My work schedule did not allow for me to travel frequently to that studio. I was teaching 7 days a week while running the aerobic program for 3 clubs, with over 300 classes per week, and 100 teachers.
By coincidence a Romana Trained Classical Pilates teacher, living abroad and looking to locate to Bucks County, reached out via email, to see if there would be a place for him at the club. And so I hired the man, who is still a friend and owns a studio in the same town as my studio. I have to say that for a small town gym we were pretty progressive back then to offer classical Pilates classes on the aerobic class schedule. Not many people even knew what it was or even how to pronounce Pilates, but the classes did very well and they were classical order Mat, not some gym type abs class. He even had a reformer set up in the aerobic studio and charged for private sessions. After about 1 year, the owners wanted him to pay for use of the studio and he soon left to open his own studio.
Not long after that, a married couple opened a Pilates studio about ½ mile from the gym. I hired them to teach the Mat classes at the gym and began taking Pilates on the apparatus, 3 times per week at their studio. I knew this was something that had been lacking in my fitness training. Not coming from the dance world, and being by and large a product of the origins of the fitness boom, I had no exposure to this type of training. Back then it was still the no pain no gain type mentality. I was thinking about getting certified to teach, but going to NYC to train was out of the question, and I was unaware of any other program until they mentioned I should check out the Body Precision Pilates studio teacher training program, located in Bryn Mawr Pa. This is where they attended, and it is only an hour drive from Bucks County. I began my certification in 1999 and certified in 2001.
I am very fortunate that the owners of the gym had confidence in me. They believed when I said that the fitness industry was moving in this direction. They paid for my training in Pilates and after I certified, they agreed to open a fully equipped dedicated Classical Pilate studio. We were one of the first gyms anywhere to do that.
We opened the studio in 2001 and by 2003 I had given up the aerobic director position to run the studio full time. By 2005, I made the decision to buy out my partners and relocate from the gym to a larger studio in the same town. I still have many of those same clients in my studio to this date.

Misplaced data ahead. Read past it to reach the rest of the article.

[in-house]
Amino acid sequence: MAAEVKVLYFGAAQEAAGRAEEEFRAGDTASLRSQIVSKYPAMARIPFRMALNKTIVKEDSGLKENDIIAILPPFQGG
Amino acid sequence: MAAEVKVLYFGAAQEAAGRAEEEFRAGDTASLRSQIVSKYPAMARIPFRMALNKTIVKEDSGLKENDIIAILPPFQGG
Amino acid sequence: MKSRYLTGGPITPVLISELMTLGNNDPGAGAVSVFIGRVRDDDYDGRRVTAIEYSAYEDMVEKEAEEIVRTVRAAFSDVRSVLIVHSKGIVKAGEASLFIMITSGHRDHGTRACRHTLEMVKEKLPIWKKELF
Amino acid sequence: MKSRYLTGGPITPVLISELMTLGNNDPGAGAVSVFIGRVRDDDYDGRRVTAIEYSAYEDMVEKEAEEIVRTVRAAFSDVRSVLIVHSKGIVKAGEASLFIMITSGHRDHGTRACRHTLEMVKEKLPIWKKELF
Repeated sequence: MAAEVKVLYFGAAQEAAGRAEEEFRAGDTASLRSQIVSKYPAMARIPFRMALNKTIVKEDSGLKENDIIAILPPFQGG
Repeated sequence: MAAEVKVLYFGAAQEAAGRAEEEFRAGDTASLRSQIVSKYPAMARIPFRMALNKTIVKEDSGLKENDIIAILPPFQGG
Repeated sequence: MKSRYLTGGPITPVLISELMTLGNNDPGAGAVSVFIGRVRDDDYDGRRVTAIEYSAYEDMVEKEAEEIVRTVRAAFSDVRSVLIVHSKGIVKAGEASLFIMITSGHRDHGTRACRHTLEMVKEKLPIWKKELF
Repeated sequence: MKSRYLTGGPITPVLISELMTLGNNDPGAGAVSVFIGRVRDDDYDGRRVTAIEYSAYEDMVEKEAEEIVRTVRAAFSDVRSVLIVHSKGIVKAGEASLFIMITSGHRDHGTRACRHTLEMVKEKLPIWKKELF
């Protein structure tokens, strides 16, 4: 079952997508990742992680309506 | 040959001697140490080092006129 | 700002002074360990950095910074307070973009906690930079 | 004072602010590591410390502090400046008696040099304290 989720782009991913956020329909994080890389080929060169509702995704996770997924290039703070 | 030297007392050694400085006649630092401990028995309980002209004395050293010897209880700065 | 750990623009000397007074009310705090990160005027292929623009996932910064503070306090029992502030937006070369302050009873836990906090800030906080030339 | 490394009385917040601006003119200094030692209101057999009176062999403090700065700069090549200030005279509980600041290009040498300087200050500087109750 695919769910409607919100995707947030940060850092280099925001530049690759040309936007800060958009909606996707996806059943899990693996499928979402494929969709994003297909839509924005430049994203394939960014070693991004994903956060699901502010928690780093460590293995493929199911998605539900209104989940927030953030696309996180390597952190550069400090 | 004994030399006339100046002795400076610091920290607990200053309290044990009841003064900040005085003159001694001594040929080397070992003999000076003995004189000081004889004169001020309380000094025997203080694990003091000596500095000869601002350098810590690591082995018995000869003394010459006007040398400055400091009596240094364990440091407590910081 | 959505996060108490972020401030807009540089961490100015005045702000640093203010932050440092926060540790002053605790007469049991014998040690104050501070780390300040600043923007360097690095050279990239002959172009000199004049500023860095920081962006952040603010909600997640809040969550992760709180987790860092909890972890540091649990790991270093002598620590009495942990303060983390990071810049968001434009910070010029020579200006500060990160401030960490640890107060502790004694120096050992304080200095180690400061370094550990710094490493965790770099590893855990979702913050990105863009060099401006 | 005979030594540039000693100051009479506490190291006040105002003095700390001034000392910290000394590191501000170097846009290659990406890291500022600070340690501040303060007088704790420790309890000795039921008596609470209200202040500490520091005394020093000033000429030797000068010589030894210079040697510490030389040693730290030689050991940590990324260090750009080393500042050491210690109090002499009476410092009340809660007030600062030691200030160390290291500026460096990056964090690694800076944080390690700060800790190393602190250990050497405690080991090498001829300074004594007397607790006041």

Are you running your business on your own?
I have been running my business on my own since 2005. For the first few years of the business, when I was in partnership with the Center Clubs, one of the partners handled the business and I concentrated on the studio management. But after went out on my own, it wasn’t a problem because I had experience owning and running a gym. But I do feel that ownership and managing and teaching are very challenging to juggle and still have time for a life outside the studio. By the time I owned The Pilates Center, my kids were grown and I was single. It was not a big deal for me to put in long hours as I didn’t have to worry about a family. All I had to worry about was the studio. I have good friends who own a Pilates studio and have small kids and I really don’t know how they do it.
Can you earn a good living as a Pilates teacher and/or studio-owner?
I do earn a really good living owning a studio and teaching Pilates. It’s how I support myself and have for almost 20 years. But I think you need to be adaptable and recognize that this is a business that has ups and downs as far as client base. I rent space in my studio to other instructors, rather than have employees or sub- contractors. This is how the Center Club structured the business before I took it over, and it worked well, so I decided not to change it. The teachers have their own client base and I have nothing to do with ensuring they have clients. They rent by the hour, and pay me at the end of the month. I don’t worry about payroll or the others things that take up so much time in running a business.
I have had primarily the same teachers renting from me since the studio opened in 2001. We get along really well and work out together when we can.